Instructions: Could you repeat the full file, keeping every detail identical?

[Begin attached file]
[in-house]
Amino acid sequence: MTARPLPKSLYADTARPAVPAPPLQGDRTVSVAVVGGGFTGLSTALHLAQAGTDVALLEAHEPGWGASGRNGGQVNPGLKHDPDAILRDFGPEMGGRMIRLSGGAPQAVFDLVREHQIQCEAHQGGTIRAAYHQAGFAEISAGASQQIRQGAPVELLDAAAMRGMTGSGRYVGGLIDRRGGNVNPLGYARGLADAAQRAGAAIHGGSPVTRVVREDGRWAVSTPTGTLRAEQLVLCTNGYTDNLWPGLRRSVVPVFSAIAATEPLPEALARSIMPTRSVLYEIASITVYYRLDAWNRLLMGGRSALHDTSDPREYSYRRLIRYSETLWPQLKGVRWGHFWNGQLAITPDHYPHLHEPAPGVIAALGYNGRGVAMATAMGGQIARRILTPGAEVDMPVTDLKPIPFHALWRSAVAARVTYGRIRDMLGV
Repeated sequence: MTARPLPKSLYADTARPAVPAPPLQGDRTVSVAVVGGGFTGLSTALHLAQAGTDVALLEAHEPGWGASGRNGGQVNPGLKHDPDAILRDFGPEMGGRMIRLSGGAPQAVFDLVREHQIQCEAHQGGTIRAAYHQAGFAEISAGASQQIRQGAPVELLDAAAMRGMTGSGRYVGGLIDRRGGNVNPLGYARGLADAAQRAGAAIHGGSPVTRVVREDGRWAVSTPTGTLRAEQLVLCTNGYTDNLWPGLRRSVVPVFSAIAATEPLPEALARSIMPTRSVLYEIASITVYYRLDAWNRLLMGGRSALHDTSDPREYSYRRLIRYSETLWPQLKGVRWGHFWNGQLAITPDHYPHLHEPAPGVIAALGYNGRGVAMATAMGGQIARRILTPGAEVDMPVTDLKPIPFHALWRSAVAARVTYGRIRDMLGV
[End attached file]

[in-house]
Amino acid sequence: MTARPLPKSLYADTARPAVPAPPLQGDRTVSVAVVGGGFTGLSTALHLAQAGTDVALLEAHEPGWGASGRNGGQVNPGLKHDPDAILRDFGPEMGGRMIRLSGGAPQAVFDLVREHQIQCEAHQGGTIRAAYHQAGFAEISAGASQQIRQGAPVELLDAAAMRGMTGSGRYVGGLIDRRGGNVNPLGYARGLADAAQRAGAAIHGGSPVTRVVREDGRWAVSTPTGTLRAEQLVLCTNGYTDNLWPGLRRSVVPVFSAIAATEPLPEALARSIMPTRSVLYEIASITVYYRLDAWNRLLMGGRSALHDTSDPREYSYRRLIRYSETLWPQLKGVRWGHFWNGQLAITPDHYPHLHEPAPGVIAALGYNGRGVAMATAMGGQIARRILTPGAEVDMPVTDLKPIPFHALWRSAVAARVTYGRIRDMLGV
Repeated sequence: MTARPLPKSLYADTARPAVPAPPLQGDRTVSVAVVGGGFTGLSTALHLAQAGTDVALLEAHEPGWGASGRNGGQVNPGLKHDPDAILRDFGPEMGGRMIRLSGGAPQAVFDLVREHQIQCEAHQGGTIRAAYHQAGFAEISAGASQQIRQGAPVELLDAAAMRGMTGSGRYVGGLIDRRGGNVNPLGYARGLADAAQRAGAAIHGGSPVTRVVREDGRWAVSTPTGTLRAEQLVLCTNGYTDNLWPGLRRSVVPVFSAIAATEPLPEALARSIMPTRSVLYEIASITVYYRLDAWNRLLMGGRSALHDTSDPREYSYRRLIRYSETLWPQLKGVRWGHFWNGQLAITPDHYPHLHEPAPGVIAALGYNGRGVAMATAMGGQIARRILTPGAEVDMPVTDLKPIPFHALWRSAVAARVTYGRIRDMLGV